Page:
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Friday, October 18, 2013

More Courtright Clobbering

The latest from the Mulligan for Mayor campaign.  Pretty hard-hitting stuff, even by Scranton standards.

Personally I don't feel that unionized employees in Scranton have been "burned".  Have they been subject to inept political leadership?  Sure they have, but that's life in Scranton, where we all have been burned by inept politicians.  What's more, some of that inept leadership they helped elect.  In the end though, it's tough to dispute the fact that city government has traditionally been over-influenced by the people that work in city government.  In a political system that values votes & money over competence, police and firemen have always been able to deliver both.

I will note here that the Mulligan campaign is guilty of comparing apples & oranges in their press release.  Citing a comparison between loaded (salary + benefits) and unloaded pay exaggerates something that actually doesn't need to be exaggerated.  It would be enough to say that firemen earn "three times" what the average Scrantonian does; why the need to make it look worse is beyond me.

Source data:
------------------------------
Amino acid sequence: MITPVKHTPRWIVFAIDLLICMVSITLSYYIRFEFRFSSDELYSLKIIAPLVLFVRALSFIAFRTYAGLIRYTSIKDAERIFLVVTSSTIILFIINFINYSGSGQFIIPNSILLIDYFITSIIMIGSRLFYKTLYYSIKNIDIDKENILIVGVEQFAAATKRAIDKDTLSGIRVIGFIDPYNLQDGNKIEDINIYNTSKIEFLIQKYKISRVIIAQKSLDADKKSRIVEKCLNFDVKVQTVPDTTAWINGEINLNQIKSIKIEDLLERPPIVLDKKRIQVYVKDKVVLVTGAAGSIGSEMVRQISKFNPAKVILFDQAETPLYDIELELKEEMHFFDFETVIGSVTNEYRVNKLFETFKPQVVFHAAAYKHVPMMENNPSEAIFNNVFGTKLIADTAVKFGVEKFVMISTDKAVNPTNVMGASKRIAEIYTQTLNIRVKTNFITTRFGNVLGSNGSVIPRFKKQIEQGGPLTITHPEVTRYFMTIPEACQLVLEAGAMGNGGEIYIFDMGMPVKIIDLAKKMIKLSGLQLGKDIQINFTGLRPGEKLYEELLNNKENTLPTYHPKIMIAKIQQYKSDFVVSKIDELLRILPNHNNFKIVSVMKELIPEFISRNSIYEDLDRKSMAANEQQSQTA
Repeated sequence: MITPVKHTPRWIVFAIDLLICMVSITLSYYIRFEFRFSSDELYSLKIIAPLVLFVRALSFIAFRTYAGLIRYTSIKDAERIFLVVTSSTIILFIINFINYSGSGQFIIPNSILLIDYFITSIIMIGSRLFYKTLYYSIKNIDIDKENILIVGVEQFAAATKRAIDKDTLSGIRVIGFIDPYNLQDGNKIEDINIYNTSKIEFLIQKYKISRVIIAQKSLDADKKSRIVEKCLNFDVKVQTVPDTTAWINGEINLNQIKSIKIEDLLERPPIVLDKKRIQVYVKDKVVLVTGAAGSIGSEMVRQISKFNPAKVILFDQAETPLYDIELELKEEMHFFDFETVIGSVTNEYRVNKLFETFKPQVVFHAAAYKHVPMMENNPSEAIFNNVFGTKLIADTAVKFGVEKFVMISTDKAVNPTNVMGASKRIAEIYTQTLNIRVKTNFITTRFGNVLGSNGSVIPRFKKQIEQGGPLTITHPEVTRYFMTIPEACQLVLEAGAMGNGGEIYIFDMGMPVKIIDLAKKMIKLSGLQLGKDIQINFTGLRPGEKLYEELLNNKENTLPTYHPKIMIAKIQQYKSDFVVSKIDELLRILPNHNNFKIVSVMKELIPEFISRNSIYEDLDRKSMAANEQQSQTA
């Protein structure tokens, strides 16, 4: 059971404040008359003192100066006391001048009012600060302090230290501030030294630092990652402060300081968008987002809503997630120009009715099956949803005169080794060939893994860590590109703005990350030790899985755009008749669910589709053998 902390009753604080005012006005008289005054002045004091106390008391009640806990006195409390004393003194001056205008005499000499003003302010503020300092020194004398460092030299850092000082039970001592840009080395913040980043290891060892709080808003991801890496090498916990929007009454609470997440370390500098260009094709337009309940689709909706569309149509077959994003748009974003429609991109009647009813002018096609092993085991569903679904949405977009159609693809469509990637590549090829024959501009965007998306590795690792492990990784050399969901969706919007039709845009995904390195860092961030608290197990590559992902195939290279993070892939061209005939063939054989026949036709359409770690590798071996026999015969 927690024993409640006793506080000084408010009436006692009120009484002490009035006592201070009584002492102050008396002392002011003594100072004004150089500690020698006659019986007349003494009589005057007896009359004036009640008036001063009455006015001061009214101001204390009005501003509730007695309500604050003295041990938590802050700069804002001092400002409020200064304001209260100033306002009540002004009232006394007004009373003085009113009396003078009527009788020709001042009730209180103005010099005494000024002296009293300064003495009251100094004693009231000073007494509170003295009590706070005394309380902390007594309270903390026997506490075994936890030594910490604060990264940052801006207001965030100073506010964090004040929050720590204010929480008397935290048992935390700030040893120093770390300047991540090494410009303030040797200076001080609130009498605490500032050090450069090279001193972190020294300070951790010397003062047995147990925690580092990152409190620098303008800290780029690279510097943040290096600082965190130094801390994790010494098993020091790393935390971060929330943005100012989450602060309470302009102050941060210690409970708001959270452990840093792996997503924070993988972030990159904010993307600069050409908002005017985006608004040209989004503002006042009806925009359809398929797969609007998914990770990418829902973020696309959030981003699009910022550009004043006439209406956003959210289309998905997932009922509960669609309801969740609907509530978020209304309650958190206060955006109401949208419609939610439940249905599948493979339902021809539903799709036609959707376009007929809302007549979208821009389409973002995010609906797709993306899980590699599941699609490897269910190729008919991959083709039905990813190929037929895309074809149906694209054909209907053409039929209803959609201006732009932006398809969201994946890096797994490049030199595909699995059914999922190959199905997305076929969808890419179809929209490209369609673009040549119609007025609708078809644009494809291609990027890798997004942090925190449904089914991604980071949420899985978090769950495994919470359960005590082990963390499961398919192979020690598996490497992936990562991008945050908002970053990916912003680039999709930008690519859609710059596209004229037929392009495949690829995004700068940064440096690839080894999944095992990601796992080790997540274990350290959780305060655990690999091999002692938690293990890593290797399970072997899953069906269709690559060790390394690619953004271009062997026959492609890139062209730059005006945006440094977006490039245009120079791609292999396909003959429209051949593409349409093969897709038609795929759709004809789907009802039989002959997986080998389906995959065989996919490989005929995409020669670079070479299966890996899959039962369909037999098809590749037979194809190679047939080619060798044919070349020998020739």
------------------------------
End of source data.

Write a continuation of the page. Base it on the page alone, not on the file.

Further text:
Regardless, the overall theme of the press release seems fairly well spot-on to me:  Bill Courtright is more concerned with city employees, particularly police and firemen, than he is with city taxpayers.

Lastly, I'll gladly post any response(s) that the Courtright campaign chooses to provide unaltered on the blog; communications can be directed to my email address.  As I've done with the Mulligan material, I do reserve the right to comment on it as I see fit.

For Immediate Release
October 17, 2013

Contact: Matthew Beynon - (703) 307-8633

Courtright/Union Romance A
Recipe For Scranton Bankruptcy
Courtright Believes Unions Have Been "Burned"

SCRANTON, PA - At a time when Scranton's fiscal health is teetering on the brink, Scranton mayoral candidate Bill Courtright continues to campaign as a union lemming leading Scranton off the fiscal cliff that awaits the city - even defending the unions as having been "burned" in negotiations that have set Scranton down an unsustainable fiscal path.